Tuesday, February 15, 2005

HMMM

NOW WHAT IS CONSIDERED UPPER INCOME.....
Education IRAs
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Created under the Taxpayer Relief Act of 1997, Education IRAs are not retirement accounts, but rather special educational savings accounts. While contributions to these accounts (up to $500 for 2001, per child under age 18) are not tax deductible, any withdrawals used for post-secondary education will be totally tax-free. While there are income limits that affect your ability to contribute to such an account (for 2001, this benefit phases out between $150,000 and $160,000 for married couples filing jointly, and between $95,000 and $110,000 for others), the law does not specify that contributions must be made by the beneficiary's parents. Other relatives or even friends who fall below the income cutoffs could presumably contribute. However, no child can receive more than $500 in deposits to an Education IRA in 2001.

But before you rush to fund an Education IRA, you should realize that under the federal aid formulas, an Education IRA is considered an asset of the owner of the account. Since the tax law refers to the student as the account holder, these accounts are considered a student asset that will be assessed at the 35% financial aid assessment rate. The untaxed investment income generated by an Education IRA during a base income year will also be counted as part of the student's untaxed income. Under the institutional methodology, the College Board will consider these funds as a parent asset. The investment income from an Education IRA will not be considered part of the 2001 base year income that must be reported on the 2002-2003 version of the PROFILE. Also, for 2001 contributions to and withdrawals from Education IRAs can eliminate your ability to claim other more substantial educational benefits that are part of the Taxpayer Relief Act of 1997.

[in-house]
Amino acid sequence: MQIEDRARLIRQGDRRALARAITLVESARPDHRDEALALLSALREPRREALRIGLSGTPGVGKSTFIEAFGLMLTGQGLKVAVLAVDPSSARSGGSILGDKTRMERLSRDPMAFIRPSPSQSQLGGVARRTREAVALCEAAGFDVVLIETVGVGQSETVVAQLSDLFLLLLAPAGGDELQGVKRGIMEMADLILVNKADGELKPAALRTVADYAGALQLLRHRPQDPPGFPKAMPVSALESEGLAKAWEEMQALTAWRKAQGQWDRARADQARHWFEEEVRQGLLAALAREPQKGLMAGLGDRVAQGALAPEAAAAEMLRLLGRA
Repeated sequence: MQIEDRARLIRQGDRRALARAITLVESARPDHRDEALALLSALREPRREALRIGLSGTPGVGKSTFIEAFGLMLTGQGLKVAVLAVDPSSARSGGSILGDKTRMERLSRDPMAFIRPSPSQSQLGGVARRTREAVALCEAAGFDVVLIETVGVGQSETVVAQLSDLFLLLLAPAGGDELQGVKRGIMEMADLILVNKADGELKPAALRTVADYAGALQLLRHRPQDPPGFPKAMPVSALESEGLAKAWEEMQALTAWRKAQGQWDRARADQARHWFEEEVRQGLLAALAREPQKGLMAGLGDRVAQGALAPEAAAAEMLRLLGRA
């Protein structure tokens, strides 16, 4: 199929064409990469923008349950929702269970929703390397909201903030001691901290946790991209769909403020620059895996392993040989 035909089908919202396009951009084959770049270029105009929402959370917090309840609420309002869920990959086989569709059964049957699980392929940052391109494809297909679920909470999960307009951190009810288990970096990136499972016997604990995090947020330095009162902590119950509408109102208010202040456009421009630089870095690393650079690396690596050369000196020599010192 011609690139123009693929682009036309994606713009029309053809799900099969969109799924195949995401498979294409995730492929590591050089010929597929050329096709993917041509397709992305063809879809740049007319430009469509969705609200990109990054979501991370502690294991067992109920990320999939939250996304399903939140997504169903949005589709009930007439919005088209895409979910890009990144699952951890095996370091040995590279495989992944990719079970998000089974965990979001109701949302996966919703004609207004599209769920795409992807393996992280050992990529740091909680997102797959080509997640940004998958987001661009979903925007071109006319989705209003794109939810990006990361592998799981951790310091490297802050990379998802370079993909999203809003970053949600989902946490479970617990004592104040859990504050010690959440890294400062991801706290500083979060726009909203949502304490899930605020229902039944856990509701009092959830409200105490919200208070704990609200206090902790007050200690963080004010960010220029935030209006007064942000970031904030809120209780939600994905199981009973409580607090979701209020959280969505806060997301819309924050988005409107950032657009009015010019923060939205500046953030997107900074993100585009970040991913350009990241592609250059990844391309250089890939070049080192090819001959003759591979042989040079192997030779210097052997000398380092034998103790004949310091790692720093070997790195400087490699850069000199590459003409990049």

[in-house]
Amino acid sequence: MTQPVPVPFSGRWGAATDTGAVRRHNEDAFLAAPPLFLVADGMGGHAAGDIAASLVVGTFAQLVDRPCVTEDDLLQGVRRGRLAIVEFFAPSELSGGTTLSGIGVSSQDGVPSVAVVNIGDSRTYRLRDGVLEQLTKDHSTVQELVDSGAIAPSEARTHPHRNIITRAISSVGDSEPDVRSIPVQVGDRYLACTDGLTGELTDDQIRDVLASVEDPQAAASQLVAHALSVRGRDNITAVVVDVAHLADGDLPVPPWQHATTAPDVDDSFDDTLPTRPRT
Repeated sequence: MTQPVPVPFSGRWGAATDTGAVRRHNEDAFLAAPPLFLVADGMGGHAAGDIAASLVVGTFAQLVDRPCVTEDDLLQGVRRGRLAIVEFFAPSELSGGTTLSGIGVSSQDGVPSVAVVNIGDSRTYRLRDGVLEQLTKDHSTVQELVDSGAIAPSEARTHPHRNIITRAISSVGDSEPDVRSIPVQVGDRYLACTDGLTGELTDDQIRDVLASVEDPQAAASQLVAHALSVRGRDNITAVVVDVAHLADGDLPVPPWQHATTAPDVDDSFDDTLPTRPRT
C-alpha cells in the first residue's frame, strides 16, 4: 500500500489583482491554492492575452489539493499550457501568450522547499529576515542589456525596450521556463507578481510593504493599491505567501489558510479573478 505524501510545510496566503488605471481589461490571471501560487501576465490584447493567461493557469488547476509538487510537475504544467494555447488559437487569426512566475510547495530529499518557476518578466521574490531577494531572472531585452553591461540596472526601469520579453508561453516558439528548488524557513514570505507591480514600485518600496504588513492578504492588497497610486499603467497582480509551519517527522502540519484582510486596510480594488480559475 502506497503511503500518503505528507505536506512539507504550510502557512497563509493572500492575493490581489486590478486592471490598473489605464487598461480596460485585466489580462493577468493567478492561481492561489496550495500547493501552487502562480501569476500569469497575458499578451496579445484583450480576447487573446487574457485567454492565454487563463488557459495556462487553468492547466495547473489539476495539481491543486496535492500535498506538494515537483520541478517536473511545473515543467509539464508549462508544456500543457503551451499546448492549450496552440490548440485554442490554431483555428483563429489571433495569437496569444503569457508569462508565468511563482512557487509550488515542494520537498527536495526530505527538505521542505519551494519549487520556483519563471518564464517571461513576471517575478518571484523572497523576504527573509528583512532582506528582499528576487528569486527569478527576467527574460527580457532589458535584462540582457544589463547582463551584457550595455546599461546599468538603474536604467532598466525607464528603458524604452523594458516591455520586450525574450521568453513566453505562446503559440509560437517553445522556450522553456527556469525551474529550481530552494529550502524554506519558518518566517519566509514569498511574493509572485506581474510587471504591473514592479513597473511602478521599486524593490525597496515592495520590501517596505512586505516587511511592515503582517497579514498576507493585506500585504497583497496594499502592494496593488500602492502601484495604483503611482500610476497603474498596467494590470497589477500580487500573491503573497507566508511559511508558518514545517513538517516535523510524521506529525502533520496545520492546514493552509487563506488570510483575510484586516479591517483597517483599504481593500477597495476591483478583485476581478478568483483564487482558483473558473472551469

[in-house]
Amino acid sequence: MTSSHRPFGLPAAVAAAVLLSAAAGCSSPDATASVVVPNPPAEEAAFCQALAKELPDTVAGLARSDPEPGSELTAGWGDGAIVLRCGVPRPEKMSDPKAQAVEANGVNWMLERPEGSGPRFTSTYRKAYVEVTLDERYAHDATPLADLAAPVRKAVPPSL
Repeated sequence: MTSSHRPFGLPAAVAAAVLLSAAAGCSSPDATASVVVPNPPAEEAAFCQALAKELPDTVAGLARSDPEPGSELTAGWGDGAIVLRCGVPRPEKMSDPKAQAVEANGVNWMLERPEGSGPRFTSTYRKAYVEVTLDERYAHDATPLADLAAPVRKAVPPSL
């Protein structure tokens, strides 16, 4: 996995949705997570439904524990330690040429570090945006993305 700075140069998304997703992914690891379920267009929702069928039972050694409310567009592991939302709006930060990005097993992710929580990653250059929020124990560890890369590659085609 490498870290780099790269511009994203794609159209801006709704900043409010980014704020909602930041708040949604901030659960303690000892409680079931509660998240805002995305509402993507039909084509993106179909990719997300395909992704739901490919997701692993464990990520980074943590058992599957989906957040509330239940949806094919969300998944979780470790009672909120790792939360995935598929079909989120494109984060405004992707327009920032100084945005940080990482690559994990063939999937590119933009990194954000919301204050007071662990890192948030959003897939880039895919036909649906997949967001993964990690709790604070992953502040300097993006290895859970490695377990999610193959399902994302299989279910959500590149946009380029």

At the present time, it seems that Education IRAs are only appropriate for upperincome families who are absolutely certain they will not qualify for financial aid.

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